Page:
Environment & Science

The squid: So misunderstood

A giant squid lies on the beach after it washed ashore on January 19, 2005 in Newport Beach, California.
A giant squid lies on the beach after it washed ashore on January 19, 2005 in Newport Beach, California.
David McNew/Getty Images

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The word “squid” calls to mind enormous, mysterious attackers, the menaces of campy horror films. A science writer who speaks Wednesday night in Long Beach about squid, including some Pacific Ocean dwellers, seeks to tell more of that animal’s story.

These creatures called cephalopods — sea animals with prominent heads and feet — may not have spines. But they’ve been the backbone of Nobel Prize-winning research in marine science, biology and neurology. Writer Wendy Williams says that discovery astonishes her.

There’s a hundred years of research that’s gone on to study how human neurons function by studying how they function in the squid, because they’re basically the same cell.

The same — but in squid, nerve cells are much, much bigger. That’s great for medical research into questions like Alzheimer’s disease, Williams says. The part of the neuron that acts as a nervous system transmission line is an axon, and in a squid, that part’s much bigger too.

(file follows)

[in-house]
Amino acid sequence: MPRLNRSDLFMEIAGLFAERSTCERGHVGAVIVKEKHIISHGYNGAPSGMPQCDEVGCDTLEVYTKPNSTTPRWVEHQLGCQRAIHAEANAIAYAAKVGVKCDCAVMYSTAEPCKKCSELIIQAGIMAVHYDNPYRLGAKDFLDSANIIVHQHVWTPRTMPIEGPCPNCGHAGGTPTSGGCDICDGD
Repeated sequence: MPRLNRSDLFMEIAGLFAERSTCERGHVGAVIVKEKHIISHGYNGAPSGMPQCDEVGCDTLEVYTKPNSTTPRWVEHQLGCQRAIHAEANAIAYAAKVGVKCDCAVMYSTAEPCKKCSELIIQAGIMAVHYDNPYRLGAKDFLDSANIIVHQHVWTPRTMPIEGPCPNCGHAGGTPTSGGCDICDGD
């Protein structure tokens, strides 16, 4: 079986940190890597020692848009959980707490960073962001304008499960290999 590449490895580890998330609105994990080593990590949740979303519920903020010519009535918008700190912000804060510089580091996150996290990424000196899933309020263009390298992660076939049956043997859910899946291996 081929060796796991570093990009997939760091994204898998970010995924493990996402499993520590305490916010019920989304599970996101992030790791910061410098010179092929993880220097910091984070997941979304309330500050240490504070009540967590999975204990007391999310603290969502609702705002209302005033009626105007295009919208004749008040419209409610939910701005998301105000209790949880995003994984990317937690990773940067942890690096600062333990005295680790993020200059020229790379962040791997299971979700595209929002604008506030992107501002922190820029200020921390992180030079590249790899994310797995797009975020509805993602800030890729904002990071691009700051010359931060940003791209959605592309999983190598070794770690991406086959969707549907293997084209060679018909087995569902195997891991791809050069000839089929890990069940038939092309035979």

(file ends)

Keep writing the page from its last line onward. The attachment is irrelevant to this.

That axon is sometimes as thick as a pencil lead. So you can see it and handle it and study it.

Those same squid that reveal so much for medical research can elude marine scientists. Over a decade or more in Southern California, 5-foot-long Humboldt squid have attacked divers and washed up on beaches.

Suddenly these huge numbers of jumbo squid arrived on the California coast and began swimming in large numbers on the coast, and some all the way even to the coast of Alaska.

In her new book, Williams also writes about her travels with Stanford University researchers, who’ve been tagging and tracking the squid to try and learn their patterns.

It’s a great mystery. No one really knows why they came. And it turns out that this year there are not really many of them on your coast at all. So suddenly they’ve somewhat disappeared. They come and they go, and no one really knows why.

To study squid is to embrace mystery, Williams says. She named her book for a mysterious sea monster, a legend of Scandinavia, a giant creature with a head and arms that would wrap around ships and pull sailors to their deaths. She’ll talk about “Kraken: The Curious, Exciting and Slightly Disturbing Science of Squid” Wednesday night at the Aquarium of the Pacific.